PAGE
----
Micro-Meteor Collecting

Metallic particles

Metallic particles

If you have just read the title, I expect you to be astounded that there is any way to “collect” meteors.  But no, we are not talking large meteors.  If you have read the title, I also expect you to be asking me what a “micro” meteor is.  A micro-meteor is a little particle broken off from a meteor.  Micro meteors are too small and light to burn up in the atmosphere, which is why they float to the ground, unharmed.  Most micro meteors, however, only float to the ground when attached to other particles, like water droplets.  I recently went micro meteor collecting, and now i’m going to show you how.

  1. First you should check the American Meteor Society website to see when the next major meteor shower is.
  2. Right before the meteor shower, leave an empty glass bowl out for a month.  (Note: if you live somewhere where it does not rain a lot, put out a glass bowl filled with distilled water.)
  3. When you feel that you have left it outside long enough, take it back inside.  Then get a second glass bowl and fill it up with distilled water.
  4. Then put a magnet inside a ziplock bag, seal the bag and scrape it gently along the surface of the first bowl.  After that, put the bag in the second bowl, and remove the magnet from the bag.  Repeat the process several times.  (Note: since micro meteors are rich in iron, doing this will remove the particles from one dish and put them in the other.)
  5. Then you completely evaporate the distilled water in the second bowl.
  6. After that’s done, make a dry mount microscope slide.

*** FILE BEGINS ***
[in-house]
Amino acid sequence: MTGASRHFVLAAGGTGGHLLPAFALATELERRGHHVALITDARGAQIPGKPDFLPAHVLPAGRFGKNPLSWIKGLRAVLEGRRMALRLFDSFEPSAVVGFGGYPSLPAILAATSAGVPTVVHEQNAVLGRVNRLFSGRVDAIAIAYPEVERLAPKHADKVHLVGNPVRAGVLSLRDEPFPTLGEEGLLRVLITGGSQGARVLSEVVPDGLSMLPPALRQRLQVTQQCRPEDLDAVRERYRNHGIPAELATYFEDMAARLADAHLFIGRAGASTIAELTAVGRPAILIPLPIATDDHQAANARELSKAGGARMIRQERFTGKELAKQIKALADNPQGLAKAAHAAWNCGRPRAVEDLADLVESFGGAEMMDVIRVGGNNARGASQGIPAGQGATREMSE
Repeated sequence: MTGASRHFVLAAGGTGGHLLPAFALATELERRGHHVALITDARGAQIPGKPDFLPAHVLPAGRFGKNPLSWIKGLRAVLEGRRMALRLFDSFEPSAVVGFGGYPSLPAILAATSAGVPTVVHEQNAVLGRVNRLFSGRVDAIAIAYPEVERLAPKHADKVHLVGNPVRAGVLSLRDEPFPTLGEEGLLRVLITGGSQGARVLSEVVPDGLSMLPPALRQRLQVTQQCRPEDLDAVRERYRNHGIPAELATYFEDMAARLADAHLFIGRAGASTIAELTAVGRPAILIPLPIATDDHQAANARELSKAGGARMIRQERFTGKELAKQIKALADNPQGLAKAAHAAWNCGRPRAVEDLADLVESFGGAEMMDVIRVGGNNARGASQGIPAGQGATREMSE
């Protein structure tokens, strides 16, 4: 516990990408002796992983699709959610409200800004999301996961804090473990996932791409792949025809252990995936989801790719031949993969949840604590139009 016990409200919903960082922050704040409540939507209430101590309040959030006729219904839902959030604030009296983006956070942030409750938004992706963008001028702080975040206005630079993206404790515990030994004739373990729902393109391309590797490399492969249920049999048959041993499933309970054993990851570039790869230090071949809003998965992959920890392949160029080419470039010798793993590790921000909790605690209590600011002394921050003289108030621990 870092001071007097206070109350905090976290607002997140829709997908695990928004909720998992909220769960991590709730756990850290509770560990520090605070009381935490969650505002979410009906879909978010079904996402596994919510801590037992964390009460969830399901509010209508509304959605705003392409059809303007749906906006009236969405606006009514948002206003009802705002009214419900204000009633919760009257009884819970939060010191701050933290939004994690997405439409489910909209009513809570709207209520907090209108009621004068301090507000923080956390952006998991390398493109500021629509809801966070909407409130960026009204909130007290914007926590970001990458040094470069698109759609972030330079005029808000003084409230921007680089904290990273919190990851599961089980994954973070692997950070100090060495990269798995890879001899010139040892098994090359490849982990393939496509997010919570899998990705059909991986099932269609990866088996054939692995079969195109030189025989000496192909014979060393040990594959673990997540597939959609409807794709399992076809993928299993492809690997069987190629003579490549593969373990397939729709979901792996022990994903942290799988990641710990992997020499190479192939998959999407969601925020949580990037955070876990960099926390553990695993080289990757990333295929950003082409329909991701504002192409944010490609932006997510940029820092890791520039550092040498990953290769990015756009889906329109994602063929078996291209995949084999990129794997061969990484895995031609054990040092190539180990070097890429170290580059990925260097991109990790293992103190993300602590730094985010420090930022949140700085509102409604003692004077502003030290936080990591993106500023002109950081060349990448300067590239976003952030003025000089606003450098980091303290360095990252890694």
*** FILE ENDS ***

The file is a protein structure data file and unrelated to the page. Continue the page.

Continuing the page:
7. Now that you’ve done that, magnetize a sewing needle.  Drag the needle along the bottom and sides of the dish and tap them on to the middle of the slide.  Repeat the process until you feel that you have collected enough micro meteors.  (Note: if your needle is running out of magnetism, magnetize in again as much as necessary.)
  8. Then comes the slide cover.  (Note: you can make the slide cover fairly permanent by using transparent fingernail polish as slide glue.
  9. Now for the final step.  Look at the particles under a microscope, (yay!) and then label the slide “metalic particals”.  (Note: if you are looking at a particle that is slightly rounded, then it is probably a micro meteor.  If not, it’s probobly just a pice of dirt.)
Advertisements

0 Responses to “Micro-Meteor Collecting”



  1. Leave a Comment

Leave a Reply

Fill in your details below or click an icon to log in:

WordPress.com Logo

You are commenting using your WordPress.com account. Log Out / Change )

Twitter picture

You are commenting using your Twitter account. Log Out / Change )

Facebook photo

You are commenting using your Facebook account. Log Out / Change )

Google+ photo

You are commenting using your Google+ account. Log Out / Change )

Connecting to %s





%d bloggers like this: